fiercely that either bare down other to the earth, and sore were
they bruised. Then Sir Launcelot arose and helped him from his
horse. And then Beaumains threw his shield from him, and
proffered to fight with Sir Launcelot on foot; and so they rushed
together like boars, tracing, rasing, and foining to the
mountenance of an hour; and Sir Launcelot felt him <215>so big
that he marvelled of his strength, for he fought more liker a
giant than a knight, and that his fighting was durable and
passing perilous. For Sir Launcelot had so much ado with him
that he dreaded himself to be shamed, and said, Beaumains, fight
not so sore, your quarrel and mine is not so great but we may
leave off. Truly that is truth, said Beaumains, but it doth me
good to feel your might, and yet, my lord, I showed not the


How Beaumains told to Sir Launcelot his name, and how he
was dubbed knight of Sir Launcelot, and after overtook
the damosel.

IN God's name, said Sir Launcelot, for I promise you, by the
faith of my body, I had as much to do as I might to save myself
from you unshamed, and therefore have ye no doubt of none earthly
knight. Hope ye so that I may any while stand a proved knight?
said Beaumains. Yea, said Launcelot, do as ye have done, and I
shall be your warrant. Then, I pray you, said Beaumains, give me
the order of knighthood. Then must ye tell me your name, said
Launcelot, and of what kin ye be born. Sir, so that ye will not
discover me I shall, said Beaumains. Nay, said Sir Launcelot,
and that I promise you by the faith of my body, until it be
openly known. Then, sir, he said, my name is Gareth, and brother
unto Sir Gawaine of father and mother. Ah, sir, said Sir
Launcelot, I am more gladder of you than I was; for ever me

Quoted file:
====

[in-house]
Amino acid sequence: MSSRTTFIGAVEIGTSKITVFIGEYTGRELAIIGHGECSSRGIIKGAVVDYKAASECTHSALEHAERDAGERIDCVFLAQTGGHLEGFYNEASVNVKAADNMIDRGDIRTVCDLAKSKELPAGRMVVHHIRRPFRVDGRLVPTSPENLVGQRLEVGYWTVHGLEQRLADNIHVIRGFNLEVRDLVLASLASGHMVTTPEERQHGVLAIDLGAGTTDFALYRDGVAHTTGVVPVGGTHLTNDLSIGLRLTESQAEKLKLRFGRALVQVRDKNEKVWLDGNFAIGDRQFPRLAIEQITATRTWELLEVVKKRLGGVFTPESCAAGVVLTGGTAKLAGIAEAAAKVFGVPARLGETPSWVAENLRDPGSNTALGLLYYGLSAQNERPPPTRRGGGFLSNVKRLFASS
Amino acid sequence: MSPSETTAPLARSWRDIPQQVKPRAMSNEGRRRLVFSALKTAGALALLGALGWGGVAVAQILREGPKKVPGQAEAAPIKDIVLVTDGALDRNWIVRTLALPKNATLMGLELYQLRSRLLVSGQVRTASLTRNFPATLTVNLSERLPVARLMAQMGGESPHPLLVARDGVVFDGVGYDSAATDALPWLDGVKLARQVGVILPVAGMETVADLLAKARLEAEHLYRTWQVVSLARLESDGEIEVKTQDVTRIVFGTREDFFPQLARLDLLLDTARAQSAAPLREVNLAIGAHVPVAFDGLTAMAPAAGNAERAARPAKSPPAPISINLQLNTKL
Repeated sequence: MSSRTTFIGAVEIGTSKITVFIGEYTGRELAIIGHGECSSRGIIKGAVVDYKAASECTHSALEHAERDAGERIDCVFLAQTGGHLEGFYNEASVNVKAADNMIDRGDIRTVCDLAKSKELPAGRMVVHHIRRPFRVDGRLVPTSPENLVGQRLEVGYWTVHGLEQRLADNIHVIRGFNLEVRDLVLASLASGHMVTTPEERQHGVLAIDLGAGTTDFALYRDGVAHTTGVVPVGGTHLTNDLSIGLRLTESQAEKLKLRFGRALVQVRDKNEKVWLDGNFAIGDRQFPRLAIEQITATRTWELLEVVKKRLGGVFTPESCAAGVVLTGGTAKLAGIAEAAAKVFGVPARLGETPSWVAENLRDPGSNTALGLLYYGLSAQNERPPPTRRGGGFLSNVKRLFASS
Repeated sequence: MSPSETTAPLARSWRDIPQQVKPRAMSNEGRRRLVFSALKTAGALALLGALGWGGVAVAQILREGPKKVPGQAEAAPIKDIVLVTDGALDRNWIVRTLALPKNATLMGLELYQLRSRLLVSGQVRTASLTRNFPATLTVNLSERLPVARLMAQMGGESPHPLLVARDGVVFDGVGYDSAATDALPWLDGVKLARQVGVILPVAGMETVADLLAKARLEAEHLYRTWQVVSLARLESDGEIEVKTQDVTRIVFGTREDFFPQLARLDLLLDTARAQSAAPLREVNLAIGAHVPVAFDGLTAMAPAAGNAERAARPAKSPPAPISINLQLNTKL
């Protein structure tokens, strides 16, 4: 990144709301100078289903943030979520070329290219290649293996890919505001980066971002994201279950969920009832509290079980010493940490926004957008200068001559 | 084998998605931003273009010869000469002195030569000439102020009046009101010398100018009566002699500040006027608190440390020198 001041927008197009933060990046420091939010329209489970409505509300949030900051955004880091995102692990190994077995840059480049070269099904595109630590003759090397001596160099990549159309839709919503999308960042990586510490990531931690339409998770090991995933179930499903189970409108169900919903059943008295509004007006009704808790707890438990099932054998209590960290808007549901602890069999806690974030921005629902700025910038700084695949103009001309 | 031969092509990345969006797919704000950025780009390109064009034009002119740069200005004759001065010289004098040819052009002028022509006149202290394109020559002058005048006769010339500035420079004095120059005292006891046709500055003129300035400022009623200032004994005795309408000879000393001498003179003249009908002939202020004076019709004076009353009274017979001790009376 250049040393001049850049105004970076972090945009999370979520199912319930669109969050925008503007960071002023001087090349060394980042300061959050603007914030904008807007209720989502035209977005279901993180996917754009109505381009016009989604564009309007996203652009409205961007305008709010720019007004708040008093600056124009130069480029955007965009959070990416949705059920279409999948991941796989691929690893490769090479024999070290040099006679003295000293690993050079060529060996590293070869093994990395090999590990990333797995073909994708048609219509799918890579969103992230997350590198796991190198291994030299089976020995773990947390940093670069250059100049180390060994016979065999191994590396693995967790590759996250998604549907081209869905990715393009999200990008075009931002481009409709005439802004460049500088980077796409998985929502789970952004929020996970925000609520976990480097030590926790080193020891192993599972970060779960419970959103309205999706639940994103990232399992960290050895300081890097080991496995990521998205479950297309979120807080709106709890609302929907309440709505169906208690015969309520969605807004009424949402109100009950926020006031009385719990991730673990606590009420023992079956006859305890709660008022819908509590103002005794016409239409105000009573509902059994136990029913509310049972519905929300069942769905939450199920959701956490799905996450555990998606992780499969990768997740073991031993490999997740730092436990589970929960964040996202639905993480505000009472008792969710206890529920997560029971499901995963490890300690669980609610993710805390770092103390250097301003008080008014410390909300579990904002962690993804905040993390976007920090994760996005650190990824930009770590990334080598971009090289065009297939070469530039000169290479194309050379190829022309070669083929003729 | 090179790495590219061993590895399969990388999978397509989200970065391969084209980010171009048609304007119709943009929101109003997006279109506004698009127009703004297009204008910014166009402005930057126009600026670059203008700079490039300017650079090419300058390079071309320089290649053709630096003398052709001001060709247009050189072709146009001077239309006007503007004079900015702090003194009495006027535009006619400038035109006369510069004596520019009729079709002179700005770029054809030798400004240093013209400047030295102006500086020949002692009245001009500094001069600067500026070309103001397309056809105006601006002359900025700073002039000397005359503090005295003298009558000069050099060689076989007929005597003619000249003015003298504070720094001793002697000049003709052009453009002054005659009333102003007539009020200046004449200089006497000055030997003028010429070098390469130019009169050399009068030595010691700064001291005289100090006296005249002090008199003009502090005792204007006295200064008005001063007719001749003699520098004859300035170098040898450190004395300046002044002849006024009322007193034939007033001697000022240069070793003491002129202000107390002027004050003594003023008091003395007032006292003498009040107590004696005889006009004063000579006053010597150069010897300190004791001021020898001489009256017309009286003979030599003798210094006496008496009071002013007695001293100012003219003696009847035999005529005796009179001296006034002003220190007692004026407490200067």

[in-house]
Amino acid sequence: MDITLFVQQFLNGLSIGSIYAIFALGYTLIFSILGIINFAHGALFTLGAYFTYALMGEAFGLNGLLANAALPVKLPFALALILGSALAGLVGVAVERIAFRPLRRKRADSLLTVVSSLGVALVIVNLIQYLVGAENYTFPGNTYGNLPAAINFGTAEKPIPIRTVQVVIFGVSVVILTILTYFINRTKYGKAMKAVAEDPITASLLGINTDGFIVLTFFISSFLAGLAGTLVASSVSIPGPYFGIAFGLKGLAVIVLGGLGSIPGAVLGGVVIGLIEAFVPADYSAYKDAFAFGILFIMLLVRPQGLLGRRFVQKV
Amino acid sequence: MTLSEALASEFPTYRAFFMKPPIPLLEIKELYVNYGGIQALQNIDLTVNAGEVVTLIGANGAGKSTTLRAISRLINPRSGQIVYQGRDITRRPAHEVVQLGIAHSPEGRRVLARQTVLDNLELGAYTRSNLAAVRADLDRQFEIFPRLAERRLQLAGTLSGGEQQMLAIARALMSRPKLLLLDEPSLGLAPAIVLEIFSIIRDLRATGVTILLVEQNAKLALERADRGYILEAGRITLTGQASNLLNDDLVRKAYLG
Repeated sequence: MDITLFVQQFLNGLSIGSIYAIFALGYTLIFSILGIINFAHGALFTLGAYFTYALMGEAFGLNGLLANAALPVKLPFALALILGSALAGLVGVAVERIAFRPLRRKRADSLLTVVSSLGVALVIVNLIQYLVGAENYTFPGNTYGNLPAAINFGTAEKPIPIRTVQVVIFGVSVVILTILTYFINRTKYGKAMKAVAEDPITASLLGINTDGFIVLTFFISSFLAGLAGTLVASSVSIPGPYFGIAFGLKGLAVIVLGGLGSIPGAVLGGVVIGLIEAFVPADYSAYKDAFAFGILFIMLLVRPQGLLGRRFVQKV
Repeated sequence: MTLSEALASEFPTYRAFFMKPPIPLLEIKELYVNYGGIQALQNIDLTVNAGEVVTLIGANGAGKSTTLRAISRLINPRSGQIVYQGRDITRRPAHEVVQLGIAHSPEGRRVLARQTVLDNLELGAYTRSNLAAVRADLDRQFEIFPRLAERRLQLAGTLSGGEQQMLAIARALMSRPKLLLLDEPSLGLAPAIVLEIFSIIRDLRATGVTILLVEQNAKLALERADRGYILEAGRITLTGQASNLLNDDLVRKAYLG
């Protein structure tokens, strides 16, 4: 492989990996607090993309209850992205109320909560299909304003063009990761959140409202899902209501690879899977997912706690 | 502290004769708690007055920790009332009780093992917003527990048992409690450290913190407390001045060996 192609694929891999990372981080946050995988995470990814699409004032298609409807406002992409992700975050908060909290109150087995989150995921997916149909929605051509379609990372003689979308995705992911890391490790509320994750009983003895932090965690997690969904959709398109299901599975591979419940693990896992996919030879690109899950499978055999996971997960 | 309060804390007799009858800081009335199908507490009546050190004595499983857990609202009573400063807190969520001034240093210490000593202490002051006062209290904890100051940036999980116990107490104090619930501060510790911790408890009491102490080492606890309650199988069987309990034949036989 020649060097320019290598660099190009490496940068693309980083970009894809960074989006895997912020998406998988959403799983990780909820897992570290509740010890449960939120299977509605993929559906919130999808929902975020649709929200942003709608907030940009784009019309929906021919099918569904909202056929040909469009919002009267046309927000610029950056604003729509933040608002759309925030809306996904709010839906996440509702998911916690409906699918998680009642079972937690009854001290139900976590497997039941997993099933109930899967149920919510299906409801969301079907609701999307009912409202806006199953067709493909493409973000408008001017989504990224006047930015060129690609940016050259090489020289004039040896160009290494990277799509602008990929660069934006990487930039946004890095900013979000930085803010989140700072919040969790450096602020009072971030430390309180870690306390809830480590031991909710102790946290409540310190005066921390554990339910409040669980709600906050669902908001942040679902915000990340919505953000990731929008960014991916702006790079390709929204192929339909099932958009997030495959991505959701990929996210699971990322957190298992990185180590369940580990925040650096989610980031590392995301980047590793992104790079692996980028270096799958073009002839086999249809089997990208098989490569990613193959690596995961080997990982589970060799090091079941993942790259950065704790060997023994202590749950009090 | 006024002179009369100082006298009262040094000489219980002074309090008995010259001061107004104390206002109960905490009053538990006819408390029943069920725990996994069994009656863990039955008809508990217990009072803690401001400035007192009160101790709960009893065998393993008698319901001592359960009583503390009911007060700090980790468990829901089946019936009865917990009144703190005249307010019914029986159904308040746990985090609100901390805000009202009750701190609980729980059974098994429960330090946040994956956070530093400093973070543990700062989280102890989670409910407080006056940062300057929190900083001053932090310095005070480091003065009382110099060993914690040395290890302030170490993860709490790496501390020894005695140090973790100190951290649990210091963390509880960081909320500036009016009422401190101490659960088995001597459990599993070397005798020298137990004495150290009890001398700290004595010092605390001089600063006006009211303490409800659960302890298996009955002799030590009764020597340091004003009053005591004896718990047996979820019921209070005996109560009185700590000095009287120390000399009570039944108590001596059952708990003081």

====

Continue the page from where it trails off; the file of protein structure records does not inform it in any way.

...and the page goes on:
thought ye should be of great blood, and that ye came not to the
court neither for meat nor for drink. And then Sir Launcelot
gave him the order of knighthood, and then Sir Gareth prayed him
for to depart and let him go.

So Sir Launcelot departed from him and came to Sir Kay, and made
him to be borne home upon his shield, and so he was healed hard
with the life; and all men scorned <216>Sir Kay, and in especial
Sir Gawaine and Sir Launcelot said it was not his part to rebuke
no young man, for full little knew he of what birth he is come,
and for what cause he came to this court; and so we leave Sir Kay
and turn we unto Beaumains.

When he had overtaken the damosel, anon she said, What dost thou
here? thou stinkest all of the kitchen, thy clothes be bawdy of
the grease and tallow that thou gainest in King Arthur's kitchen;
weenest thou, said she, that I allow thee, for yonder knight that
thou killest. Nay truly, for thou slewest him unhappily and
cowardly; therefore turn again, bawdy kitchen page, I know thee
well, for Sir Kay named thee Beaumains. What art thou but a lusk
and a turner of broaches and a ladle-washer? Damosel, said
Beaumains, say to me what ye will, I will not go from you
whatsomever ye say, for I have undertaken to King Arthur for to
achieve your adventure, and so shall I finish it to the end,
either I shall die therefore. Fie on thee, kitchen knave, wilt